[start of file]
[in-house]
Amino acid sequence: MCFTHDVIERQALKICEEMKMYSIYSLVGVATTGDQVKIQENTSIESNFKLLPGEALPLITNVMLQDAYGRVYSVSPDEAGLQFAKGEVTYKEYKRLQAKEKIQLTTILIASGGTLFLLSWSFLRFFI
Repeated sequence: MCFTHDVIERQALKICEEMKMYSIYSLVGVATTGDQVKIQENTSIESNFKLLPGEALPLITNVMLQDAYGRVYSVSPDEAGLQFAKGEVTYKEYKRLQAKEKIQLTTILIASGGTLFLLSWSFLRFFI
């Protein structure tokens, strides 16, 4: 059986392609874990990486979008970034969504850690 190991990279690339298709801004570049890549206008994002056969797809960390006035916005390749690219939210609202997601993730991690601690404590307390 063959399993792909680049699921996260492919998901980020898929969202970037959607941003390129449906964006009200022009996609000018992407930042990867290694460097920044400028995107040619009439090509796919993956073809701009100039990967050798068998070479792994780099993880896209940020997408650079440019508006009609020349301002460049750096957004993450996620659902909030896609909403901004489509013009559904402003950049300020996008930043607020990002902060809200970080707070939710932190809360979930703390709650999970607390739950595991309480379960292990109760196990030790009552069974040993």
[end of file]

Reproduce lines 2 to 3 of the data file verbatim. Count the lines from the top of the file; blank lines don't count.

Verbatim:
Amino acid sequence: MCFTHDVIERQALKICEEMKMYSIYSLVGVATTGDQVKIQENTSIESNFKLLPGEALPLITNVMLQDAYGRVYSVSPDEAGLQFAKGEVTYKEYKRLQAKEKIQLTTILIASGGTLFLLSWSFLRFFI
Repeated sequence: MCFTHDVIERQALKICEEMKMYSIYSLVGVATTGDQVKIQENTSIESNFKLLPGEALPLITNVMLQDAYGRVYSVSPDEAGLQFAKGEVTYKEYKRLQAKEKIQLTTILIASGGTLFLLSWSFLRFFI